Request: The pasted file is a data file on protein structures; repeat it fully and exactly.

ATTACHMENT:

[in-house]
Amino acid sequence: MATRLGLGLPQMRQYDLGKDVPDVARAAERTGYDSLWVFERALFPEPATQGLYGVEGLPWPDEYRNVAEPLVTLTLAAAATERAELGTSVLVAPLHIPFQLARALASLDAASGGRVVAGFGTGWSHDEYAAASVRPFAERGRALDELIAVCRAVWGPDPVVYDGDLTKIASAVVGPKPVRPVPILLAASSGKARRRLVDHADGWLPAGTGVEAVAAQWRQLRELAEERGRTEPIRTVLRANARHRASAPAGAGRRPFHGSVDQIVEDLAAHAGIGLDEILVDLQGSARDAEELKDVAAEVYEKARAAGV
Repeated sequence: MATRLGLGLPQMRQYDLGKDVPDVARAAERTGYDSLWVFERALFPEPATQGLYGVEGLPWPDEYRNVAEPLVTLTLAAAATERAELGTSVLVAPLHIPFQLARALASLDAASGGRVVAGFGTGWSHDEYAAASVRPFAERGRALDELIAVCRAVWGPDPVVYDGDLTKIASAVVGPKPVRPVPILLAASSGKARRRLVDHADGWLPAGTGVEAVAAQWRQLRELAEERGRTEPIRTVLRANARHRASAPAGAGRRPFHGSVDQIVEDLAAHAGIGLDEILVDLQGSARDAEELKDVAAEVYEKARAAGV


[in-house]
Amino acid sequence: MATRLGLGLPQMRQYDLGKDVPDVARAAERTGYDSLWVFERALFPEPATQGLYGVEGLPWPDEYRNVAEPLVTLTLAAAATERAELGTSVLVAPLHIPFQLARALASLDAASGGRVVAGFGTGWSHDEYAAASVRPFAERGRALDELIAVCRAVWGPDPVVYDGDLTKIASAVVGPKPVRPVPILLAASSGKARRRLVDHADGWLPAGTGVEAVAAQWRQLRELAEERGRTEPIRTVLRANARHRASAPAGAGRRPFHGSVDQIVEDLAAHAGIGLDEILVDLQGSARDAEELKDVAAEVYEKARAAGV
Repeated sequence: MATRLGLGLPQMRQYDLGKDVPDVARAAERTGYDSLWVFERALFPEPATQGLYGVEGLPWPDEYRNVAEPLVTLTLAAAATERAELGTSVLVAPLHIPFQLARALASLDAASGGRVVAGFGTGWSHDEYAAASVRPFAERGRALDELIAVCRAVWGPDPVVYDGDLTKIASAVVGPKPVRPVPILLAASSGKARRRLVDHADGWLPAGTGVEAVAAQWRQLRELAEERGRTEPIRTVLRANARHRASAPAGAGRRPFHGSVDQIVEDLAAHAGIGLDEILVDLQGSARDAEELKDVAAEVYEKARAAGV